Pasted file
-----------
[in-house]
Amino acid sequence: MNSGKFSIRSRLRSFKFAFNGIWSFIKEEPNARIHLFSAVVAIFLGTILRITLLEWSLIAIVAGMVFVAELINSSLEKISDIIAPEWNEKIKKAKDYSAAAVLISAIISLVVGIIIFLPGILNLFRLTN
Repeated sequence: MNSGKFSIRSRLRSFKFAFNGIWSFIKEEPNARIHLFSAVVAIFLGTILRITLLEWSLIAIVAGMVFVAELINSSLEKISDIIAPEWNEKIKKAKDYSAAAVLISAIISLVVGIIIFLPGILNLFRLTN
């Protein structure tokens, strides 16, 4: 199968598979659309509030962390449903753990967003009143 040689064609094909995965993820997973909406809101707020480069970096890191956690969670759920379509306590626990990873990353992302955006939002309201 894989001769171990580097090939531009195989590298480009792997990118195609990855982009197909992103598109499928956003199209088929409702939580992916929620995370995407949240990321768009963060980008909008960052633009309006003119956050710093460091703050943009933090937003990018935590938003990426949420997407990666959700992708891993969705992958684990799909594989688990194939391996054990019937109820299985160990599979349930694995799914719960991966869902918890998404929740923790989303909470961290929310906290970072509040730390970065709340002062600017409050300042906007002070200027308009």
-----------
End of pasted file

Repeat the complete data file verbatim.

[in-house]
Amino acid sequence: MNSGKFSIRSRLRSFKFAFNGIWSFIKEEPNARIHLFSAVVAIFLGTILRITLLEWSLIAIVAGMVFVAELINSSLEKISDIIAPEWNEKIKKAKDYSAAAVLISAIISLVVGIIIFLPGILNLFRLTN
Repeated sequence: MNSGKFSIRSRLRSFKFAFNGIWSFIKEEPNARIHLFSAVVAIFLGTILRITLLEWSLIAIVAGMVFVAELINSSLEKISDIIAPEWNEKIKKAKDYSAAAVLISAIISLVVGIIIFLPGILNLFRLTN
């Protein structure tokens, strides 16, 4: 199968598979659309509030962390449903753990967003009143 040689064609094909995965993820997973909406809101707020480069970096890191956690969670759920379509306590626990990873990353992302955006939002309201 894989001769171990580097090939531009195989590298480009792997990118195609990855982009197909992103598109499928956003199209088929409702939580992916929620995370995407949240990321768009963060980008909008960052633009309006003119956050710093460091703050943009933090937003990018935590938003990426949420997407990666959700992708891993969705992958684990799909594989688990194939391996054990019937109820299985160990599979349930694995799914719960991966869902918890998404929740923790989303909470961290929310906290970072509040730390970065709340002062600017409050300042906007002070200027308009």